Blood Donor Programme

Blood Donor Programme

The RVC treats many critically ill cats and dogs and our pioneering blood donor programme helps keep them alive. Blood donated by each animal is split into different components so that it can help several patients.

Blood donations can be used in a variety of ways such as in open-heart surgery or emergency and critical care, and in everything from spinal surgery to cancer treatment.

If you are interested in your cat or dog becoming a donor please contact us at blooddonor@rvc.ac.uk

Horses: RVC Equine also use blood donations but the horses are kept on site permanently due to the nature of horse blood transfusions.  For more information - please contact equinereception@rvc.ac.uk

Pet blood donations explained

DOG BLOOD DONORS

Dog donor requirements:

  • Aged between one and eight years old
  • Weigh more than 15kg
  • Have not received a blood transfusion
  • Be healthy and not on medication
  • Have yearly vaccinations and regular worming and flea treatment
  • Be easy to handle
  • Have not travelled abroad

What happens when my dog donates blood?

They are put through a rigorous screening process to ensure they are comfortable with the process of donating blood and are healthy enough to do so. 

A small amount of fur is clipped from the neck to let us clean the area and see the vein clearly. Local anaesthetic cream is used to minimise sensation. They give blood in exactly the same way as humans do.

How long does it take?

On average, a dog blood donation takes 5-7 mins and the whole appointment approximately 45 mins.

CAT BLOOD DONORS

Feline donors need to be

  • Aged between one and ten years 
  • Weigh over 3.5kg
  • Have not received a blood transfusion
  • Be healthy and not on medication
  • Be up to date with vaccinations
  • Be easy to handle
  • Not have travelled abroad

What happens when my cat donates blood?

They will receive a free health and temperament check including blood tests and an ultrasound of their heart to check their suitability to donate. A small area of fur will be clipped to enable the area to be cleaned and to be able to access the vein. Local anaesthetic is used to minimise sensation. Cats give blood in exactly the same way as humans do.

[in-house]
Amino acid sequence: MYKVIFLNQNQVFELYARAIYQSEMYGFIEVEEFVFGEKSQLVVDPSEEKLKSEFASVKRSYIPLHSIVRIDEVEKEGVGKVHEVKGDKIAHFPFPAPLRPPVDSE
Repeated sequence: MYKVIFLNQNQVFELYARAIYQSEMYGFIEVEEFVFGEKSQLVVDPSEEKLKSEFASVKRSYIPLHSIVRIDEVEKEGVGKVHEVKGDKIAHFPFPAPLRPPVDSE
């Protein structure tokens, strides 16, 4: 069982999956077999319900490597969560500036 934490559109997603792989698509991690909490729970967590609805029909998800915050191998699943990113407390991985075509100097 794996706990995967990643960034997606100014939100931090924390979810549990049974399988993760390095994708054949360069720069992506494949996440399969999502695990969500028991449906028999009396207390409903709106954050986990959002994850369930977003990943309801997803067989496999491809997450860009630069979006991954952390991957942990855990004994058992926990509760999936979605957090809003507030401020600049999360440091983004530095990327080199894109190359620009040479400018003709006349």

How long does it take?

On average, a cat blood donation takes 10-15 minutes and the whole process takes approximately 4 hours. The reason that cats stay with us longer is so that cats (who can be fussy drinkers!) receive enough fluids to ensure they are adequately hydrated before they return home. We do allow owners to drop off/collect. 

To show our thanks to our super heroes, they are given:

  • Free vet health check at each donation
  • Free annual blood test
  • Free meal at each donation
  • Free bag of premium food at every donation
  • Hero certificate after their first donation
  • Cats only: Free heart scan and FeLV/FIV tests

All our donors receive plenty of affection and treats!

All our animal blood donors received a health check prior to donation

cat blood donor after pet blood donation

Our pioneering blood donation service has helped save many pets' lives

Kathleen Foxley - Pet owner

    Open quoteMy dog, Juice, developed cancer in her elbow and needed an amputation followed by chemotherapy. Juice has amazed everybody with her recovery and is enjoying an excellent quality of life. I cannot express how grateful I am for the excellent care Juice received.close quote

For pet owners:

General enquiries

Tel: +44 (0)1707 666399 (select option 4)

Out-of-Hours Emergency

Tel: +44 (0) 1707 666399 (select option 1)